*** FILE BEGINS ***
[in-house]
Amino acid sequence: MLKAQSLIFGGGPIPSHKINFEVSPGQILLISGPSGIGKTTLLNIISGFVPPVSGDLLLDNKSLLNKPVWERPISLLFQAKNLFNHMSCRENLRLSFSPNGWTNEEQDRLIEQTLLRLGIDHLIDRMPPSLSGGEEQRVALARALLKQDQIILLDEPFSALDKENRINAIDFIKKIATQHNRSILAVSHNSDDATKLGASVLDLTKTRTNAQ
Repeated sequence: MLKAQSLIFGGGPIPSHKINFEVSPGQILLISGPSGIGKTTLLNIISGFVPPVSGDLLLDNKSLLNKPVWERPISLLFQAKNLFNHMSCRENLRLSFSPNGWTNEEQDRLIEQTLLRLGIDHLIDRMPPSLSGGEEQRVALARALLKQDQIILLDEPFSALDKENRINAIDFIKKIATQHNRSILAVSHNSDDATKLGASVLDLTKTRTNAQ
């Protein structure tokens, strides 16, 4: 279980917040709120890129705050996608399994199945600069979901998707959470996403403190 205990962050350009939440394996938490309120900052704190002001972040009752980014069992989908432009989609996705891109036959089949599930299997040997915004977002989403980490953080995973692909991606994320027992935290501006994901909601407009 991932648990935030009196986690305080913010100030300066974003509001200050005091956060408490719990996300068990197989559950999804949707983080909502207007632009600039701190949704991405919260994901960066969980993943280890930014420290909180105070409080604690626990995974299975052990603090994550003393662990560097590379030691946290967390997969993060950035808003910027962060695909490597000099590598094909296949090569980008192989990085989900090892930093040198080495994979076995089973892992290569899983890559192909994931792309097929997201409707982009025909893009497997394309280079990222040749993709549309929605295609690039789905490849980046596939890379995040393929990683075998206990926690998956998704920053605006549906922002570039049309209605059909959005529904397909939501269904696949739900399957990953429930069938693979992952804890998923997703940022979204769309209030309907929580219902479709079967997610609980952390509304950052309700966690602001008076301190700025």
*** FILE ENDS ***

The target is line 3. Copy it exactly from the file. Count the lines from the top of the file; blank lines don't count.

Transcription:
Repeated sequence: MLKAQSLIFGGGPIPSHKINFEVSPGQILLISGPSGIGKTTLLNIISGFVPPVSGDLLLDNKSLLNKPVWERPISLLFQAKNLFNHMSCRENLRLSFSPNGWTNEEQDRLIEQTLLRLGIDHLIDRMPPSLSGGEEQRVALARALLKQDQIILLDEPFSALDKENRINAIDFIKKIATQHNRSILAVSHNSDDATKLGASVLDLTKTRTNAQ